Selected Problems of the Catholic Family in the United States
religion, sociology, Catholics, family, Americanization, immigration
Catholic Studies | Family, Life Course, and Society | History of Religion | Migration Studies | Religion | Sociology | Sociology of Religion | United States History
The historical experience of Roman Catholicism in the United States has been one of a religious minority group that has grown from relative insignificance to one of recognized prominence in the affairs of the entire nation. In spite of the world-wide ecumenical movement initiated by Vatican Council II, many tensions still exist between American Catholics and their fellow citizens. One focal point of conflict is inherent in the fundamental differences that have existed and do exist between the Catholic view of marriage and the views of other religious traditions. This particular area of tension has been made more complex in that differences are now appearing, even among Catholics, both within the laity and the hierarchy, as a result of the freedom of debate that characterized Vatican II.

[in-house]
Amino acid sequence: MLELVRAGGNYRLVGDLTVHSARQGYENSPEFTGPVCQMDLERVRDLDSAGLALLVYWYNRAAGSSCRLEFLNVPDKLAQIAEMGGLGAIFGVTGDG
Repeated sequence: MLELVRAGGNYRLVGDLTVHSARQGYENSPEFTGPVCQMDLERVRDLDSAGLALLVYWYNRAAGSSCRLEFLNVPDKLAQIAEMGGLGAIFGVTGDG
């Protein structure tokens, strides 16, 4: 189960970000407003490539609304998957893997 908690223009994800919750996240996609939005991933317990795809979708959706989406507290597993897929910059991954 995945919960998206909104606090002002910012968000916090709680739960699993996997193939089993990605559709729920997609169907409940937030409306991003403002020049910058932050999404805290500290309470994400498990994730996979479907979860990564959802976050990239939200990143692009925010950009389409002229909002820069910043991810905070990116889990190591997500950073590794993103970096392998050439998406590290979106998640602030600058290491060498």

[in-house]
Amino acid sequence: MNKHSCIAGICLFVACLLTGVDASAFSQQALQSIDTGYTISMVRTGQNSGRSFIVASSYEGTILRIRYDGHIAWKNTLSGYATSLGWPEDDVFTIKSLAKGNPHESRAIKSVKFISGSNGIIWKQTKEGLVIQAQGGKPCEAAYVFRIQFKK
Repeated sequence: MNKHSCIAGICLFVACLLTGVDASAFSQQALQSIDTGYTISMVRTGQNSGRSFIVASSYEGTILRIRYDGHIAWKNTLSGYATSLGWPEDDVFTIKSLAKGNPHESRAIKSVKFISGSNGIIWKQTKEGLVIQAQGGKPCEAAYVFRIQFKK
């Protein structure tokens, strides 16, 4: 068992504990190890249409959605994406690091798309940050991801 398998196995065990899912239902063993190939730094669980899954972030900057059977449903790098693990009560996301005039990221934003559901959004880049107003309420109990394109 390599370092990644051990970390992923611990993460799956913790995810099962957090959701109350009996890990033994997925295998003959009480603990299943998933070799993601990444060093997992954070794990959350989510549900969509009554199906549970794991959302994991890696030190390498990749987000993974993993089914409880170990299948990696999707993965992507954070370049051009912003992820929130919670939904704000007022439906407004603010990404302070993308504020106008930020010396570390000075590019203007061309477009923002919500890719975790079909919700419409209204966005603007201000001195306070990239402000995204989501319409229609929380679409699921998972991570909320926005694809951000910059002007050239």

Olguin, V. (1967). Selected Problems of the Catholic Family in the United States (Undergraduate honors thesis, University of Redlands). Retrieved from https://inspire.redlands.edu/cas_honors/844